BMI and Risk for Intubation or Death in SARS-CoV-2
- Conflicting data exist on the liability versus protective effects of obesity on respiratory outcomes after lung transplantation and critical illness.
- Obese patients with SARS-CoV-2 infection have been shown to have higher risk of adverse outcomes, but to date, no defined relationship, taking into account the limits of age on BMI and outcome, has been defined.
In patients who are hospitalized with a diagnosis of coronavirus disease 2019 (COVID-19), how does obesity affect risk of death, respiratory failure requiring intubation, or elevation of biomarkers indicating inflammation, myocardial injury, and fibrinolysis?
In this retrospective cohort study, the authors examined an electronic database of 2,466 consecutive patients hospitalized with COVID-19 between March 10–April 24, 2020 at NY Presbyterian/Columbia University Irving Medical Center and an affiliated community hospital. Data including body mass index (BMI), age, sex, and circulating C-reactive protein, erythrocyte sedimentation rate, high-sensitivity troponin, and D-dimer collected on admission were compiled. Cox proportional hazards models, adjusted by factors including age, diabetes, and various comorbid cardiopulmonary conditions, were used to evaluate the time-to-event relationship of BMI and composite outcome of death or respiratory failure requiring intubation. Body size by BMI (kg/m2) was categorized as underweight (≤18.5), normal (18.5-24.9), overweight (25-29.9), or obese (≥30.0), sub-categorized as class 1 (30-34.9), class 2 (35-39.9), or class 3 (≥40).
A total of 2,466 adult patients were included in the analysis. The median (interquartile range) hospital length-of-stay was 7 (3-14) days. Among the patient population: 533/2,466 (22%) were intubated, 627/2,466 (25%) died, and 59/2,466 (2%) remained hospitalized by the end of the study period. Greater risk of death or respiratory failure requiring intubation was observed in obese compared with overweight patients; among the obese, the highest risk was seen among the class 3 subcategory (BMI ≥40 kg/m2, hazard ratio, 1.6; 95% confidence interval, 1.1-2.1). However, the association between obesity and risk of adverse outcome was observed only in patients ≤65 years, but not among patients >65 years of age (p for interaction by age = 0.042). Patients in the underweight category showed higher rates of the primary outcome versus normal and overweight individuals, indicating a j-shaped relationship between body size and risk. No significant association between obesity and biomarker elevation at the time of hospital admission was observed.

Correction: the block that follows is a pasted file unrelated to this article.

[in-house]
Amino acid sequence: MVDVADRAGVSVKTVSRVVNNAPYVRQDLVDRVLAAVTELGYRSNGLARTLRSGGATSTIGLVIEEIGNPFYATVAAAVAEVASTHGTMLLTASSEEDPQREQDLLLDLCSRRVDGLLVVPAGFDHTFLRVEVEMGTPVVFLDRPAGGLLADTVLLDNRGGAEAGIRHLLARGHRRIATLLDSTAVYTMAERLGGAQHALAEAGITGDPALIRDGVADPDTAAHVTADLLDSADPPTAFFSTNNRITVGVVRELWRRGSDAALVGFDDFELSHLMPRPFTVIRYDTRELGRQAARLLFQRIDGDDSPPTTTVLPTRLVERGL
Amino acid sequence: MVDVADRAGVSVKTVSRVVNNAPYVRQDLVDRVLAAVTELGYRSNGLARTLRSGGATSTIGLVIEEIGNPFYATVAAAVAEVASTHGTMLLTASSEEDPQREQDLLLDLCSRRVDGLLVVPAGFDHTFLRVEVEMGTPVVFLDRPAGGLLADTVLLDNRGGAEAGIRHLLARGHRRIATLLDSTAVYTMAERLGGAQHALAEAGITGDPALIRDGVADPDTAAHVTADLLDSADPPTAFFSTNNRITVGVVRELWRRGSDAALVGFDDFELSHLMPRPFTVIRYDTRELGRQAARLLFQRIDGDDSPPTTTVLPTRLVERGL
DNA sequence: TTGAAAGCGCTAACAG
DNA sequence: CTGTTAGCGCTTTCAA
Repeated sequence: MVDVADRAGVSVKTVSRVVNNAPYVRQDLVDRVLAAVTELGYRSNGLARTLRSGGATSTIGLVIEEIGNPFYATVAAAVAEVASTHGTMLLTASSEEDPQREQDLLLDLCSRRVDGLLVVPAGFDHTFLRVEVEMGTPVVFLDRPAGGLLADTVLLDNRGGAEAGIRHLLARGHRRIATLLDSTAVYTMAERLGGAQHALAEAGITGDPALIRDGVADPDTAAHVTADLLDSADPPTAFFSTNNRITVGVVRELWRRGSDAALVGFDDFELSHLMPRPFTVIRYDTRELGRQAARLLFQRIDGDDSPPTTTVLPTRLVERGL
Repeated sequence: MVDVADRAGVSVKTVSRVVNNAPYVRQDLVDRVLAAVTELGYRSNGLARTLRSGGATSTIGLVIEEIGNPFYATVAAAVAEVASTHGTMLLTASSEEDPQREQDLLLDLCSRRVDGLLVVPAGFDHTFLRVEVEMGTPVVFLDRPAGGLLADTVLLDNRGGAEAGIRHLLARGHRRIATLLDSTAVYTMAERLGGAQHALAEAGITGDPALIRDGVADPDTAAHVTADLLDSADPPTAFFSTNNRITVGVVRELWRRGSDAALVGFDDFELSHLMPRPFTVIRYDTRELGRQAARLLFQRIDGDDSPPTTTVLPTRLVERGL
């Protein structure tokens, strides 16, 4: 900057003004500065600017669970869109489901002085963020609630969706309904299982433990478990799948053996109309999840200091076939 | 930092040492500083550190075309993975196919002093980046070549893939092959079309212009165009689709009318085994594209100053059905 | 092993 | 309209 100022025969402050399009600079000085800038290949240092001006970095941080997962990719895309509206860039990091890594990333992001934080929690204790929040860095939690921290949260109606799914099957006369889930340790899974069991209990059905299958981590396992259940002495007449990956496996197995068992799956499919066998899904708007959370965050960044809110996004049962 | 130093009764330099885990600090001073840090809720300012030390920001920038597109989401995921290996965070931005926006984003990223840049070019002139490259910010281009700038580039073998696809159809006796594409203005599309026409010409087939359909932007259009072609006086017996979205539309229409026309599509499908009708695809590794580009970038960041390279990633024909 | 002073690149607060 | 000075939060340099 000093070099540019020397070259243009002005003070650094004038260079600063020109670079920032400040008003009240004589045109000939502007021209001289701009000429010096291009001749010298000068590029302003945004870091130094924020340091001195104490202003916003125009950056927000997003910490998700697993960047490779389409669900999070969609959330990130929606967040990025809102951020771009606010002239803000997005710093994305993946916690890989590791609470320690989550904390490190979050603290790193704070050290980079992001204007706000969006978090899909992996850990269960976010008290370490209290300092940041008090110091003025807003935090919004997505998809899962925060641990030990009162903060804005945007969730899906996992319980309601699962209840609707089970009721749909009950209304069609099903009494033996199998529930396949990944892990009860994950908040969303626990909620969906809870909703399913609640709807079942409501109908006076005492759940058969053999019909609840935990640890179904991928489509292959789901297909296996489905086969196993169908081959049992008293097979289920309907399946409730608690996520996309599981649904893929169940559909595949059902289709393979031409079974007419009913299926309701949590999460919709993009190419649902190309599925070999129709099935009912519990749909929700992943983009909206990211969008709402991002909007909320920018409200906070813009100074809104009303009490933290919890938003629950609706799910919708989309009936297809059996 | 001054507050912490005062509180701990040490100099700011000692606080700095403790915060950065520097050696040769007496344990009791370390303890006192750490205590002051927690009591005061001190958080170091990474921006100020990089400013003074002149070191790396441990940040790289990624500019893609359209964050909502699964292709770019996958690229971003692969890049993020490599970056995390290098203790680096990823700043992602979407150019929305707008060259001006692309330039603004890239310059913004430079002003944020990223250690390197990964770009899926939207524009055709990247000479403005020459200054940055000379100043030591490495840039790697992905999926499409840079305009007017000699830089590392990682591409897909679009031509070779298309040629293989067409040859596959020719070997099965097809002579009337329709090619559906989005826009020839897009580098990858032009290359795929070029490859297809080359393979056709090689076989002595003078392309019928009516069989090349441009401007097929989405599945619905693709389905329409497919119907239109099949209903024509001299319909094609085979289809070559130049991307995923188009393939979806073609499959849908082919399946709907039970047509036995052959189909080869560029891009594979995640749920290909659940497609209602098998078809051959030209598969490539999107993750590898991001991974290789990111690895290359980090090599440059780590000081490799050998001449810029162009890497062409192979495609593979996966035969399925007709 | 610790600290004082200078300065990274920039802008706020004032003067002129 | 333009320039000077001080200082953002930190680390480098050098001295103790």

Obesity, especially in the extremes (BMI ≥40 kg/m2), confers greater risk of death or clinical deterioration requiring intubation, regardless of age or comorbidities, but the relationship is not sustained in patients >65 years of age.
Although previously cited sources suggest that obesity is more common among patients requiring hospitalization after a diagnosis of COVID-19, at the same time, conflicting data show a protective effect of obesity on critically ill patients who are at risk of adverse respiratory outcomes. Numerous theories on how obesity might impact outcome are discussed. Bulk fat contains a high concentration of proinflammatory immune cells capable of producing cytokines including interleukin-6, which may play a role in the pathogenesis of lung injury in advanced COVID-19 infection. Second, conditions associated with obesity are themselves known to cause or accelerate cardiovascular disease. The authors cite need for better understanding of risk factors associated with death and respiratory failure in COVID-19 infection, and based on their findings, speculate on whether obese subjects, especially those <65 years of age, would be better protected by more stringent regulations for social distancing during the pandemic, due to the apparent greater attendant risk of adverse COVID-19-related outcomes.
Keywords: Body Mass Index, Coronavirus Infections, COVID-19, C-Reactive Protein, Critical Illness, Fibrinolysis, Inflammation, Interleukin-6, Intubation, Metabolic Syndrome X, Obesity, Primary Prevention, Respiration, Artificial, Risk Factors, severe acute respiratory syndrome coronavirus 2, Thinness, Troponin
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